Sleep Party People - SF

It’s extremely important to me not to repeat myself and therefore push myself harder every time I start on working on new songs.”

It’s not secret that we’ve been following Danish musician Brian Batz and his former bedroom project SLEEP PARTY PEOPLE for quite a while now. And it is a pleasure to see the man with the trademarking bunny mask getting more and more reputation with his melancholic dreampop. And the story isn’t over. After touring the whole planet – it seems – with his sophomore 2012 album We Were Drifting On A Sad Song, Brian is already quite busy working on the record’s follow up.

Perfect timing to take off the mask and have a lovely chat with the man from Copenhagen about his recent recording trip to San Francisco, the progress of the new record and why we will soon hear his voice without the famous vocoder effect. Read the little studio report from Brian with NOTHING BUT HOPE AND PASSION right here.


Greetings Brian. Please tell us where you are at the moment and what you’re up to?
Well, I’m sitting in my apartment in Copenhagen drinking coffee and listening to DAMIEN JURADO, while I’m working on pitching another band of mine (SCARLET CHIVES). A record I’m proud of and a record that’s sooo good, that no one dares to release it in Denmark. Maybe too alternative. Don’t know, but the most important thing is that I’m back in Copenhagen after spending a month in San Francisco and it all feels good. I’ve got hope and passion for all the music I’m a part of and believe that it all deserves a lot of attention and that someone out there finds the music just as intriguing as me. So I’m working on getting it out there. (laughs)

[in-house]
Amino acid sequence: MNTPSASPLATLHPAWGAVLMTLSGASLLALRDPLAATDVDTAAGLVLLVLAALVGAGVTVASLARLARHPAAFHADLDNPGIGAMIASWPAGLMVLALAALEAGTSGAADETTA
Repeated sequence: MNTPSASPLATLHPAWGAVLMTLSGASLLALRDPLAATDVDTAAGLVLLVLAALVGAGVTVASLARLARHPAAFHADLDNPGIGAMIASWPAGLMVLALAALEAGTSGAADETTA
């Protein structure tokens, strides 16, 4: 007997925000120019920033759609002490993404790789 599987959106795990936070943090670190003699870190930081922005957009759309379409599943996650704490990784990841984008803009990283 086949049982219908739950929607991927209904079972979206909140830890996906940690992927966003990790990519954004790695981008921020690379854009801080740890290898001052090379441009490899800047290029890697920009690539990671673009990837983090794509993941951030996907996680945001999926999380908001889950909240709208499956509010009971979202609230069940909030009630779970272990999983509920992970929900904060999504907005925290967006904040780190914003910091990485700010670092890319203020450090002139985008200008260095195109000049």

So, you are also in the middle of the recording process for a new record. When will we hear it?
I don’t have any release date yet, but we hope to release the third album in 2013. That’s for sure.

“I’ve chosen a more organic approach on this album”


How was the recording session in San Francisco?
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I didn’t have that much song material before I left, so everything was pretty much written and recorded during my stay there. I’ve been working together with producers Jeff Saltzman (THE KILLERS, MORRISSEY) and Mikael Johnston (BLONDIE, THE SOUNDS) and this has been really new to me, because I’ve always been used to work on my own and do everything myself, but this time I had two amazing guys with me in the studio. They’ve guided me through the process, which has been very different, but in the best possible way though. I’ve played all the instruments myself, so the process has been extremely intense, but totally worth it. I worked all day long with Jeff and Mikael and I practically didn’t have any day off, which I chose myself. I only had one day off where I played tourist in the San Francisco area. I wanted to write and record this album during my stay there and that succeeded me and I’m head over heels in love with the new songs. The songs are being mixed by Mikael Johnston and me as we speak and I CAN’T wait to play the new stuff for all the SLEEP PARTY PEOPLE listeners out there.


With a change of location and production – can we also expect a change of sound?
Well, the sound is still SLEEP PARTY PEOPLE-ish, but I’ve chosen a more organic approach on this album than on the two earlier albums. There are more acoustic drums. In fact I think I’ve only used electronic beats on one or two songs on this album. I’ve also chosen to have my clean vocal in front on several songs as well and practically deleted the “bunny-vocal” on these songs. It’s been fun and the result is really appealing to me. I love the new organic and almost band-like sound. It’s different, like really different from the earlier albums, but still in a SLEEP PARTY PEOPLE -ish way, which is important.


Did the lot of touring around the world had a direct impact on the new material?